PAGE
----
Playwright and entrepreneur Tyler Perry has said he was inspired to start writing after watching an episode of The Oprah Winfrey Show. Now, fifteen years later, he’s got a show of his own. The Tyler Perry Show, which will only be available online, is the first result of a partnership between talent firm the William Morris Agency and streaming video technology provider Narrowstep (NRWS).
Perry has made millions on his melodramatic morality plays, and while critics often find his work maudlin, he’s been a big hit with audiences — specifically African-American audiences. The movie adaptation of his play Diary of a Mad Black Woman grossed over $50 million in domestic box office sales and was made on a budget of just $5.5 million. The question now is whether or not his appeal to mainstream black audiences will translate online.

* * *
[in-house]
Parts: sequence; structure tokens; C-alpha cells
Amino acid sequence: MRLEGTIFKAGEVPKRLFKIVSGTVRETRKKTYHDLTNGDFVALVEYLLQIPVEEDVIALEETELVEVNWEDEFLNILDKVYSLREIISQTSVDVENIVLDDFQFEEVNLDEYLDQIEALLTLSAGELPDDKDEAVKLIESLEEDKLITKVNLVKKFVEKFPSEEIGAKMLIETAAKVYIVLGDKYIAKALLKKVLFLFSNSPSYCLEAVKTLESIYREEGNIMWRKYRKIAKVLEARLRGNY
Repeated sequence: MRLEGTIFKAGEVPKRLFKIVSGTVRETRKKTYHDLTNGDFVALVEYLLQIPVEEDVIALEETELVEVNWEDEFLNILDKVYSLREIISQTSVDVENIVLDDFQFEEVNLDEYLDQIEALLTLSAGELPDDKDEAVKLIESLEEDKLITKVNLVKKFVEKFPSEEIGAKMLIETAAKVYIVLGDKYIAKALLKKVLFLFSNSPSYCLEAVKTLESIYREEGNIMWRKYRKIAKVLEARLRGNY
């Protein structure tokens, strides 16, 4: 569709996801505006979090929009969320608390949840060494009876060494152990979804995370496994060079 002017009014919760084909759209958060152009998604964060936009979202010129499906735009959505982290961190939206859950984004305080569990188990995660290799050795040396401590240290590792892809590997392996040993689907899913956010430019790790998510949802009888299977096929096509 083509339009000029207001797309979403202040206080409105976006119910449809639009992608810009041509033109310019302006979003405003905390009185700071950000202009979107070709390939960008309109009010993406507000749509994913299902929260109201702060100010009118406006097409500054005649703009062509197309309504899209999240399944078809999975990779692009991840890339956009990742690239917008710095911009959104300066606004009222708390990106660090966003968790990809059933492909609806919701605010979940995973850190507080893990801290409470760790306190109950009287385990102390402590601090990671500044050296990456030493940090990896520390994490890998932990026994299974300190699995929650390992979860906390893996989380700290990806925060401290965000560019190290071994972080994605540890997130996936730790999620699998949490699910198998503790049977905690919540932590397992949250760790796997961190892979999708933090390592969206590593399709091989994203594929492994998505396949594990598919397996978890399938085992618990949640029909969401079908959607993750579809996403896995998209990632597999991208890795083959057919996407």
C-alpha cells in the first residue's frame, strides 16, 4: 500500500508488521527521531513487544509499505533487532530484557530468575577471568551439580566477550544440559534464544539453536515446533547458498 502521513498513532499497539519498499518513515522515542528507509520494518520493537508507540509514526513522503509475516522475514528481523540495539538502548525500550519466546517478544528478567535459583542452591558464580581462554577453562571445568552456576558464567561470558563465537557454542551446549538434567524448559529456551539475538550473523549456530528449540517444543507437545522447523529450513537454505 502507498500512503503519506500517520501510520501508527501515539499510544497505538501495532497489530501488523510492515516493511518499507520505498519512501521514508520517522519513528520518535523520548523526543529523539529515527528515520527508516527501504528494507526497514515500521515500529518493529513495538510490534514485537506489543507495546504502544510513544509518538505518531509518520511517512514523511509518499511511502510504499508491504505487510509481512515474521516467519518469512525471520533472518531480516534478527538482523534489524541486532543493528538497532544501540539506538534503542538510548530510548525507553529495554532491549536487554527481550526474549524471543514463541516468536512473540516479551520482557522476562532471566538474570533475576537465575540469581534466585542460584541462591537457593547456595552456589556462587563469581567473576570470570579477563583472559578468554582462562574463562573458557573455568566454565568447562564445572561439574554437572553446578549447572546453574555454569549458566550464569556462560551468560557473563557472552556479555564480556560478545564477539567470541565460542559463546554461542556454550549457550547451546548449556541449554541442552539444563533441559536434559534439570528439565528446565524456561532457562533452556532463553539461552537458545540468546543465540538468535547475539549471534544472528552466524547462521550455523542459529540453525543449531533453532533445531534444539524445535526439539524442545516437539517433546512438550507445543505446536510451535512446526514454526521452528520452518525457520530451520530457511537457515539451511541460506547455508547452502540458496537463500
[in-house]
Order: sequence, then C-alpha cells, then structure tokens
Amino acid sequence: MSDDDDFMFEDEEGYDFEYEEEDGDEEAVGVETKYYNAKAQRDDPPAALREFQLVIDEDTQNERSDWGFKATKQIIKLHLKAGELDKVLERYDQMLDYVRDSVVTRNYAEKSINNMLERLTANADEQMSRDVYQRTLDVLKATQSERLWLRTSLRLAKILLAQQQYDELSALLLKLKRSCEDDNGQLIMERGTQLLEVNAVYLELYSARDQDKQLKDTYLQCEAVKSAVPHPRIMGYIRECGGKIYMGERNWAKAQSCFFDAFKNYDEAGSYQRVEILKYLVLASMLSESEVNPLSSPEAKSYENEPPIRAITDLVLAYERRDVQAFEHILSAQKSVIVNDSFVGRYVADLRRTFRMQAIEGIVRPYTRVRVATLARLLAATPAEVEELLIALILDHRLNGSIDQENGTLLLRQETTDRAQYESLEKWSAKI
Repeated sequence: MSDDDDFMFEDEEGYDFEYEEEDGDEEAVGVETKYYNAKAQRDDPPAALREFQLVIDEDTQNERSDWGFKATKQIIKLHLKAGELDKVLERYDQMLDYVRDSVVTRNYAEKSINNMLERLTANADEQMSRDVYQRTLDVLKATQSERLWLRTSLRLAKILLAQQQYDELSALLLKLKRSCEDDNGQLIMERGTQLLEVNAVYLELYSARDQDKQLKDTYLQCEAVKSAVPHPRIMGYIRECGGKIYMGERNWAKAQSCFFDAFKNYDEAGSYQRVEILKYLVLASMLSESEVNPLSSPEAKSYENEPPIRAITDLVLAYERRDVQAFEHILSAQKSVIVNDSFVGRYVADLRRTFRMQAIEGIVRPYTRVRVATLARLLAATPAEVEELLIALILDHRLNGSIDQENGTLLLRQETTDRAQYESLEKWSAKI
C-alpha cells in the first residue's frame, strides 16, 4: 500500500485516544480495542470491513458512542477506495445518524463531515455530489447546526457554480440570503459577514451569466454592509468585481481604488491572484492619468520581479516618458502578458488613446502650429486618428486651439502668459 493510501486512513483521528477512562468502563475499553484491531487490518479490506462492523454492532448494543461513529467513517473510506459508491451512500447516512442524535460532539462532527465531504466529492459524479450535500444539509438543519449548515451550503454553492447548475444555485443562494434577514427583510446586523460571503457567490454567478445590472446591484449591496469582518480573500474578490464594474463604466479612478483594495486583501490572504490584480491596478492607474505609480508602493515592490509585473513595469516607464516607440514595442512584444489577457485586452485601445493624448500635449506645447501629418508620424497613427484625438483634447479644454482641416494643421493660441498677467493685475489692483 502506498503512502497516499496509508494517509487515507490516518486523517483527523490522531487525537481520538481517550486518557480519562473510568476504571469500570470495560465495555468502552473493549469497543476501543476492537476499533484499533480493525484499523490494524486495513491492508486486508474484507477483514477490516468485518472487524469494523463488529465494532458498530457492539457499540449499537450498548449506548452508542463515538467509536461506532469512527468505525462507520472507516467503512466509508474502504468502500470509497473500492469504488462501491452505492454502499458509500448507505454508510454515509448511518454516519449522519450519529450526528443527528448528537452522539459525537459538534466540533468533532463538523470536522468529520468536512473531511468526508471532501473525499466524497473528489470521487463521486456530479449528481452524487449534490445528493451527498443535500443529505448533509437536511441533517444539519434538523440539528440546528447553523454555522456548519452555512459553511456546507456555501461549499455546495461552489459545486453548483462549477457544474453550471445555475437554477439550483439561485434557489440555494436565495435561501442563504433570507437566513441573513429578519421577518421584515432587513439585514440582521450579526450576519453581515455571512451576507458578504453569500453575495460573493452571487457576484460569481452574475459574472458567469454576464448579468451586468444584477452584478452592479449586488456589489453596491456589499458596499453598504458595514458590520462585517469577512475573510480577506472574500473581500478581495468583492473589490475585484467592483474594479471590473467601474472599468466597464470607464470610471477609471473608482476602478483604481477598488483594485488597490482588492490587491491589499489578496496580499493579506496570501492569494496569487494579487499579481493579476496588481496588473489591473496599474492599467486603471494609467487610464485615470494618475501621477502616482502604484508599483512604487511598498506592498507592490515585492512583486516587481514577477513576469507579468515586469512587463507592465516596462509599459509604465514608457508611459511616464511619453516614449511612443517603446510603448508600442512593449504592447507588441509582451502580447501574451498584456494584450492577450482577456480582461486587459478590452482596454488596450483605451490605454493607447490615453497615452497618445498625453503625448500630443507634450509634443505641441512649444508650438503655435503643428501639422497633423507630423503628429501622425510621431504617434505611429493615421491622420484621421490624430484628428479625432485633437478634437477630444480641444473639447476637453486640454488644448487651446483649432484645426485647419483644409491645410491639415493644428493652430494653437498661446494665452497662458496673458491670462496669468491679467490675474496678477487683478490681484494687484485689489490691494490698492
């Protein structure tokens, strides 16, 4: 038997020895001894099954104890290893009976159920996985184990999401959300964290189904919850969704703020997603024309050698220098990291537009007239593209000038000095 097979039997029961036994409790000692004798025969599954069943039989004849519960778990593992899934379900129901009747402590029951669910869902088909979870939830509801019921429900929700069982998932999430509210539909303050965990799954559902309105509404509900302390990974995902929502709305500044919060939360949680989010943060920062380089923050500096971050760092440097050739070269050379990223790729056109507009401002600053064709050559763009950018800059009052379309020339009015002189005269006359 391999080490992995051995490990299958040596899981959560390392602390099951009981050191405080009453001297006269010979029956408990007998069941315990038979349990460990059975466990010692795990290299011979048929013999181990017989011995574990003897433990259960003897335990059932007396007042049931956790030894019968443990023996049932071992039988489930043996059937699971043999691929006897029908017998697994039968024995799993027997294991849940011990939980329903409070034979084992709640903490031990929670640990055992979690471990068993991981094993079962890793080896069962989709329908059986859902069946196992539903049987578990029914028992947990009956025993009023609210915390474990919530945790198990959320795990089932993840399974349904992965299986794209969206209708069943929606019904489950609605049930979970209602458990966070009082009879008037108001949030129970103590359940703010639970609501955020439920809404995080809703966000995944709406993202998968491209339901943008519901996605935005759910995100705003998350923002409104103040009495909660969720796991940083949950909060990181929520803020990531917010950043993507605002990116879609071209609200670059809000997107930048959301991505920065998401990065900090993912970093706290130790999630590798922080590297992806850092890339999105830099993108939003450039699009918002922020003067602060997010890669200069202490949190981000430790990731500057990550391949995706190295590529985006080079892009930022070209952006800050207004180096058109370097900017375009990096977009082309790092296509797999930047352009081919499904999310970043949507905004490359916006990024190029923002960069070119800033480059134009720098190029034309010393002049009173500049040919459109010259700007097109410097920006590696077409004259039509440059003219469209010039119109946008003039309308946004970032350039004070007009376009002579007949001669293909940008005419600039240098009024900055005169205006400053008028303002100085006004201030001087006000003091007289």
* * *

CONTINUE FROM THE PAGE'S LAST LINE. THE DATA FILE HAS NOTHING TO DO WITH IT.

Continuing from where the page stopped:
Perry has certainly found success with non-traditional business models.
His syndication deal Debmar-Mercury‘s syndication deal with TBS and Fox for Tyler Perry’s House of Payne, for example, is unique in that 100 episodes were ordered on spec from an independent production, without previously having had a successful run on a network.
The talk show, a slickly produced multi-camera affair with a live studio audience, is similarly eschewing the traditional television model — and if successful, could get picked up for syndication as well.
That William Morris is helping talent go directly online is also an interesting development, especially with the threat of a talent strike looming in Hollywood, comedians such as Will Ferrell and Harry Shearer landing venture capital deals for online projects, and producers Matt Stone and Trey Parker developing a destination site with free episodes of their hit show South Park.
For Narrowstep, Perry’s programming would seem to be another natural niche-market fit. The company also delivers Internet TV channel Watch India, as well as Spanish language programming in Spain and Peru.